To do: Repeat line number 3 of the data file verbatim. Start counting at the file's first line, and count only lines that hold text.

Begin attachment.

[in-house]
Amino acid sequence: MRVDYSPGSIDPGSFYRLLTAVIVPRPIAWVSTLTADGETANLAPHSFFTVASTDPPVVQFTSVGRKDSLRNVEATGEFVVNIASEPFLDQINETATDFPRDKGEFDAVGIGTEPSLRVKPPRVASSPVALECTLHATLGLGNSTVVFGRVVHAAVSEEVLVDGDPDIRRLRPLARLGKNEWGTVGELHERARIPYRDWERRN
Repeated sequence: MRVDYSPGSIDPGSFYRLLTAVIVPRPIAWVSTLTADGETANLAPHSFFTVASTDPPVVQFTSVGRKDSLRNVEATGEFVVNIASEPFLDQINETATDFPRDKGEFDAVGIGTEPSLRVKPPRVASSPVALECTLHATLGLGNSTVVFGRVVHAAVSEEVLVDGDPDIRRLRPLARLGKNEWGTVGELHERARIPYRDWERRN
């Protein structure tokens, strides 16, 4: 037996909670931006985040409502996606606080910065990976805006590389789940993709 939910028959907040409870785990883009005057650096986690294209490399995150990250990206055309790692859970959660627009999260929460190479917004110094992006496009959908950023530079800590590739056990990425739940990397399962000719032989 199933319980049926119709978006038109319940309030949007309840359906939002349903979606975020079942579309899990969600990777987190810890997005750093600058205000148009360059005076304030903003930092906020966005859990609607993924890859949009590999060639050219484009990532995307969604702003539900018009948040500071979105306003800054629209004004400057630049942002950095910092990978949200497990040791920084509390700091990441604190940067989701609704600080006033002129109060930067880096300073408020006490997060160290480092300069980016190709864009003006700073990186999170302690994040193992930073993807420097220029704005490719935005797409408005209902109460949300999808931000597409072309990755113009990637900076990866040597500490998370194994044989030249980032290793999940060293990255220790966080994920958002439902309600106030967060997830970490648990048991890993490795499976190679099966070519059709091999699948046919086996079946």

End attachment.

Repeated sequence: MRVDYSPGSIDPGSFYRLLTAVIVPRPIAWVSTLTADGETANLAPHSFFTVASTDPPVVQFTSVGRKDSLRNVEATGEFVVNIASEPFLDQINETATDFPRDKGEFDAVGIGTEPSLRVKPPRVASSPVALECTLHATLGLGNSTVVFGRVVHAAVSEEVLVDGDPDIRRLRPLARLGKNEWGTVGELHERARIPYRDWERRN